In James W. v. Superior Court, the California Court of Appeals found a therapist liable for malpractice for encouraging his patient, an eight-year-old girl, to accuse her father of sexual abuse.(127) In James W., a hospital staff determined that plaintiff's daughter, Alicia, had been raped and sodomized.(128) Later the same day, her father was accused of the attack.(129) Even though Alicia insisted that her father was not the assailant,(130) she was placed in a foster home where she was told that she could not go home until she said that her father was her attacker.(131) Kathleen Goodfriend, a department of social services investigator and family counselor, and her foster parents, the Gregorys, intensely pressured Alicia to accuse her father.(132) After over a year of this pressure, Alicia yielded and accused her father.(133) Goodfriend and the Gregorys refused to follow court orders to allow visitation to her parents and as a result Alicia's mother did not see her for over a full year and her father did not see her for two years.(134)

Following these horrific accusations, Alicia's mother attempted suicide and was confined to a locked psychiatric ward.(135) A month after this suicide attempt, Alicia's father was arrested and charged with the rape and sodomizing of Alicia.(136) DNA testing, conducted over a year and a half after Alicia's accusations, established that her father could not have committed the rape and all charges against the father were dropped.(137)

The family subsequently filed suit against Goodfriend and the Gregorys alleging sixty-nine causes of action.(138) In finding for the family, the court stated that the "law recognize[d] that, where counselors abuse a therapeutic relationship with family members, causing injury to the children, emotional distress to the parent, and disrupting the parent-child relationship, they breach their duties of care to the parent as well as the children."(139) According to the James W. court, the parent may sue the therapist because an implied duty to third parties arises when the therapist uses the parents as active instruments in the patient's treatment.(140)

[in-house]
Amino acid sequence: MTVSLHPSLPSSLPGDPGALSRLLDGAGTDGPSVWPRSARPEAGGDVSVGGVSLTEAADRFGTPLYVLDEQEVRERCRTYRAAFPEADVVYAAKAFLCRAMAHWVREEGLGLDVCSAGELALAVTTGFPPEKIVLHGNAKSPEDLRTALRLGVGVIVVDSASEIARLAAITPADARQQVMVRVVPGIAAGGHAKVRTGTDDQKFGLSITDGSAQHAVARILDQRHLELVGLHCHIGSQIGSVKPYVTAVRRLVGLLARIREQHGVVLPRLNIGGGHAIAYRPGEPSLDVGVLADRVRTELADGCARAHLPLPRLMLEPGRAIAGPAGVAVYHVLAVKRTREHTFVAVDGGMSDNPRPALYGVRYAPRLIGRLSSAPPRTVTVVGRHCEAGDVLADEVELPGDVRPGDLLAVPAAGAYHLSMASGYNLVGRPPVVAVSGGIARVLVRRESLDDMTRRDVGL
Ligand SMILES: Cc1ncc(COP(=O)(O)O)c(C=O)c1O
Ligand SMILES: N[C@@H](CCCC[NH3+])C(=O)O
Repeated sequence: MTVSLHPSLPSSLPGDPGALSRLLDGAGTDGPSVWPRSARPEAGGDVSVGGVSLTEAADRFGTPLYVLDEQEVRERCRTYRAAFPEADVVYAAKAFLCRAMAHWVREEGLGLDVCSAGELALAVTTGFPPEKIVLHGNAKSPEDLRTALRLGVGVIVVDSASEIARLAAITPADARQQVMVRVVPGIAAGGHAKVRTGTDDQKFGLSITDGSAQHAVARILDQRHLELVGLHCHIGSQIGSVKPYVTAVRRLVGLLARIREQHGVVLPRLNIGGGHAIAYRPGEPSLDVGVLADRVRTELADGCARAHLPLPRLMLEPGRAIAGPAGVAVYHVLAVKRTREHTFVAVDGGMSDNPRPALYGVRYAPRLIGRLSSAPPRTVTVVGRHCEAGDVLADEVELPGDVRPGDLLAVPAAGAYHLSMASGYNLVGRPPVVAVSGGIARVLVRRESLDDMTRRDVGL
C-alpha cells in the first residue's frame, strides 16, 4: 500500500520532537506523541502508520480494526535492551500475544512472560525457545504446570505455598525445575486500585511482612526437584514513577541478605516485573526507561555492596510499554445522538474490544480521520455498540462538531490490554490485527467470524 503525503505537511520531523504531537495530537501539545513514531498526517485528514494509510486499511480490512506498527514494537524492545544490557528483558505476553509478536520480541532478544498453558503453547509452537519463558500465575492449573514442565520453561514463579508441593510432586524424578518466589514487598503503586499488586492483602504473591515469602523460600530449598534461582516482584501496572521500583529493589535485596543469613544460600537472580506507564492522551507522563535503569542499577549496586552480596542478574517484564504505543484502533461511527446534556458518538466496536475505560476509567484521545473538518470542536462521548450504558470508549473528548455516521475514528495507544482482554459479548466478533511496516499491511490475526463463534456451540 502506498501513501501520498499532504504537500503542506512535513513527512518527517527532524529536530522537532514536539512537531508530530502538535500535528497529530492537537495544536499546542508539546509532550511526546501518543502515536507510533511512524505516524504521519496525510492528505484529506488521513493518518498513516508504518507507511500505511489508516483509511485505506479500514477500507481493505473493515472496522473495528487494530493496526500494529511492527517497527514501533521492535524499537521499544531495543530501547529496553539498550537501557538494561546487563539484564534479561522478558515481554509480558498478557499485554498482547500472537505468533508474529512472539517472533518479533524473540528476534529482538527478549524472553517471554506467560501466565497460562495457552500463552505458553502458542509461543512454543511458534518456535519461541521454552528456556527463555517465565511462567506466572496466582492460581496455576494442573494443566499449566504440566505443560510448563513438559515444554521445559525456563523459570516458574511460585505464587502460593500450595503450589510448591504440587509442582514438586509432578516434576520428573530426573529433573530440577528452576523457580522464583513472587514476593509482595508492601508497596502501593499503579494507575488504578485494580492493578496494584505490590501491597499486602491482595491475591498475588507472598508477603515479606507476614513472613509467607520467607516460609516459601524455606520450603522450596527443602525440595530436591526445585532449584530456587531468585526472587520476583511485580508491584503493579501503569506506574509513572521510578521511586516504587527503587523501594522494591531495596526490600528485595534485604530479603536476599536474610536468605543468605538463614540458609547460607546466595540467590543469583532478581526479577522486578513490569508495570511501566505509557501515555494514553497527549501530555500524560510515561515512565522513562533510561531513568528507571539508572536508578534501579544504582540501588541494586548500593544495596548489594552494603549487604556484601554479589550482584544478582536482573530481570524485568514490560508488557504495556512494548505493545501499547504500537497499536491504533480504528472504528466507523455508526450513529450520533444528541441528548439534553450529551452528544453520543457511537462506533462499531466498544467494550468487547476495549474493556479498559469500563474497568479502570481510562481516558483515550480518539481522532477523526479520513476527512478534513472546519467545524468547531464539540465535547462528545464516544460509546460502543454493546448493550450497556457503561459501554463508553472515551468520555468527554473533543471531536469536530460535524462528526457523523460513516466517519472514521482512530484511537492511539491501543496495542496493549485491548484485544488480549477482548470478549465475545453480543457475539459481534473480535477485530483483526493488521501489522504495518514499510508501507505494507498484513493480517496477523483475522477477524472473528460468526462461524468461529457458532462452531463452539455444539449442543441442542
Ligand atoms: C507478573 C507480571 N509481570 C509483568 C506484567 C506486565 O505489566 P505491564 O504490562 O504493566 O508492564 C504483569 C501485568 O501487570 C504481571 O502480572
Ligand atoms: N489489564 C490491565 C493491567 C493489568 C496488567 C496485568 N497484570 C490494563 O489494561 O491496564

Other courts have extended a therapist's duty even further to include individuals with no involvement in the therapy relationship.(141) In Caryl S. v. Child & Adolescent Treatment Servs., Inc., the defendant-therapist had accused the plaintiff-grandmother, Caryl S., of sexually abusing her granddaughter.(142) As a result of the allegations and upon recommendation by the therapist, the court limited the paternal grandparent's visitation rights.(143) The grandmother filed suit against the therapist for negligent professional misdiagnosis of child sexual abuse.(144) The court first analyzed whether the grandmother could maintain her action by examining whether the therapists owed a duty to the grandparents.(145) in its analysis, the court noted that sexual abuse of children had become "something of a national obsession."(146) It further noted that this "obsession" has resulted in the suffering of many innocent parents.(147) "It requires little imagination to see the harm [to the child and the grandparent] that might result from the negligently and erroneously formed conclusion ... with subsequent treatment based on that misdiagnosis."(148) "A suspected abuser surely has the right to a reasonable expectation that such a determination, touching him or her so profoundly as it will, will be carefully made and will not be reached in a negligent manner."(149)

The court concluded that a duty of care is owed by a therapist to an accused, regardless of the therapy relationship, when the therapist determines sexual abuse occurred and takes subsequent action aimed at shaping the conduct and well being of the child as well as the conduct of the accused.(150)

As Tarasoff, Ramona, James W., and Caryl S indicate, courts are willing to expand a therapist's duty in malpractice cases to include those parties foreseeably harmed by the therapist's actions based upon a misdiagnosis of sexual abuse. Such therapists have ignored important research that recovered memories may be false and unreliable and have instead encouraged their patients to file lawsuits against their alleged abusers. The injury to the family that results from the therapists negligent misdiagnosis is clear and foreseeable in the ending of the patient's contact with his or her family and the economic, reputational and emotional harm to the innocent family members. By expanding the therapist's duty to foreseeable third parties, the threat of civil liability for malpractice will not only deter premature allegations but will also act as a quality control device in the field of psychotherapy.